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The purpose of the monthly Spotlight is to showcase health communication materials that have had proven impact.

Strategies for Hope


The Strategies for Hope series aims to promote informed, effective, community-based approaches to HIV/AIDS, gender and sexual health, particularly in sub-Saharan Africa.   Strategies for Hope (SFH) has so far produced 18 books, five videos, and the Stepping Stones training package which is featured here with the Called to Care Toolkit and the What Can I Do? film:

Stepping Stones Training


This 240-page manual for trainers and accompanying workshop video is designed to enable women and men of all ages to explore their social, sexual and psychological needs, to analyse the communication blocks they face, and to practise different ways of behaving in their relationships.  There is also a special web site which explains how this package works.


This toolkit consists of practical, action-oriented booklets and mini-manuals on issues related to HIV/AIDS, designed for use by church leaders, especially in sub-Saharan Africa.

Positive Voices

Making it happen Time to talk
What Can I Do? Video


This video, designed to combat HIV-related stigma, shame, discrimination and denial in churches, features Canon Gideon Byamugisha from Uganda - the first African priest to disclose his HIV-positive status. Canon Gideon talks about the need for his fellow Christians to do away with judgemental attitudes towards HIV-positive people, and instead to offer them love and support.

To obtain copies of Strategies for Hope materials, contact Teaching-aids at Low Cost or the Strategies for Hope Trust.

Strategies for Hope materials have been distributed to over 160 countries; they are used for information, training, planning and advocacy purposes by a wide range of organisations and individuals, including health institutions, NGOs, community groups, international agencies, faith-based organisations, employers' associations, trade unions, women's organisations, youth associations and organisations of people living with HIV/AIDS.


The SFH Series has conducted a series of evaluations of the use and impact of its materials — in 1991, 1994, 1995, 1997, 1999 and 2000.  All these evaluations concluded that the Series meets a real need for practical information about ways of coping with the HIV epidemic, particularly in sub-Saharan Africa. The evaluation carried out in 2000 by ActionAid concluded:

"SFH has succeeded in its aim to produce and distribute quality materials documenting good practice which inform and inspire individuals and organisations. SFH materials have supported and enabled specific changes in practice, and were also found to have made positive contributions at the international level, bringing local voices of the pandemic to policy makers and highlighting the importance of community based responses in HIV/AIDS work.   For many organisations in sub-Saharan Africa, the SFH Series is the only available source of printed or audio-visual information about HIV and AIDS. The evaluators also found that organisations using SFH materials had become involved in a wider range of HIV/AIDS work, and the materials were making a significant contribution to improvements in public attitudes and responses to the HIV epidemic.”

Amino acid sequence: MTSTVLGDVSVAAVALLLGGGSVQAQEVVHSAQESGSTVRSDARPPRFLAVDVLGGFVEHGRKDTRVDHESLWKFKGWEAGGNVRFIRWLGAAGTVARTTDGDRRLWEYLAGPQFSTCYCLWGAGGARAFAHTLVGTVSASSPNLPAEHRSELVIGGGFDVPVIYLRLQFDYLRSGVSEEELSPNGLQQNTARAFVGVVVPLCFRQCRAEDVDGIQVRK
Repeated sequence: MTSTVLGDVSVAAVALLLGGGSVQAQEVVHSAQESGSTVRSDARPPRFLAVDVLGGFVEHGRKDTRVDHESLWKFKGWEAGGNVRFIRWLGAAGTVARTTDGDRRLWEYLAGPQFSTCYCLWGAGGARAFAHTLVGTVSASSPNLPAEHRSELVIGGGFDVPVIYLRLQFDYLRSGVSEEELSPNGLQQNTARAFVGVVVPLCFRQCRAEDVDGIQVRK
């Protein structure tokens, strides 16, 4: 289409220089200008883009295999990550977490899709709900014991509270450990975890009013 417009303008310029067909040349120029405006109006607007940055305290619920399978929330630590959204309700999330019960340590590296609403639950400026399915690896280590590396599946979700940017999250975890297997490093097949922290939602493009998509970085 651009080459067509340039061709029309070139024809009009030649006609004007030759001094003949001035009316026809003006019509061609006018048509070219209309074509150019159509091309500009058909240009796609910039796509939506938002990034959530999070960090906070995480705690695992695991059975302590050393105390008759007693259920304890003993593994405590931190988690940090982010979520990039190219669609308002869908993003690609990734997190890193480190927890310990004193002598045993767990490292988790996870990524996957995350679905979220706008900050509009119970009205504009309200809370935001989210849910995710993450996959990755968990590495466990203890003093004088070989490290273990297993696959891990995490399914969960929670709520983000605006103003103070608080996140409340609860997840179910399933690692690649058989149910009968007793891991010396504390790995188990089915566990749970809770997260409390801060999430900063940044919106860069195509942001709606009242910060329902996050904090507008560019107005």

It is now 13 years since the first Stepping Stones workshop and evaluation has shown that the training package promotes gender equity, inter-generational respect and solidarity with HIV positive people, in a human rights framework. It creates supportive, enabling environments where stigma and discrimination would no longer be treatment access barriers. So it is still as relevant as ever.  The Gender and Health Research Unit of the South African Medical Research Council recently stated, "Stepping Stones is the first HIV prevention behavioural intervention to have been subject to the most rigorous level of evaluation in Africa and to have provided some evidence of success in reducing sexually transmitted infections in women and in changing men's sexual risk taking behaviour and reducing their use of violence. If we are to effectively turn the tide of the HIV epidemic in Africa we have to have confidence that we are implementing interventions that are effective.  Our findings provide considerable evidence that Stepping Stones is a useful HIV prevention intervention and is successful in changing a range of different men's behaviours, and thus is deserving of further development and investigation."

View the South African Medical Research Council Media Release about the Stepping Stones policy brief.


In the past the Strategies for Hope series was a project of ActionAid and of Teaching-aids at Low Cost. Since July 2003, however, the project has been managed by the Strategies for Hope Trust, based in Oxford, UK and managed by Glen and Alison Williams. Strategies for Hope has received financial support from the British Government's Department for International Development, UNAIDS, WHO, UNDP, UNICEF, and non-governmental organisations such as ActionAid, CAFOD, Secours Catholique, Charity Projects, Christian Aid, CORDAID, ICCO, Norwegian Church Aid and Kerk in Actie.


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The Health Communication Partnership

Johns Hopkins Bloomberg School of Public Health/Center for Communication Programs in partnership with
Academy for Educational Development " Save the Children " The International HIV/AIDS Alliance
Tulane University's School of Public Health and Tropical Medicine


Disclaimer: The information provided on this web site is not official U.S. Government information and does not represent the views or positions of the U.S. Agency for International Development or the U.S. Government.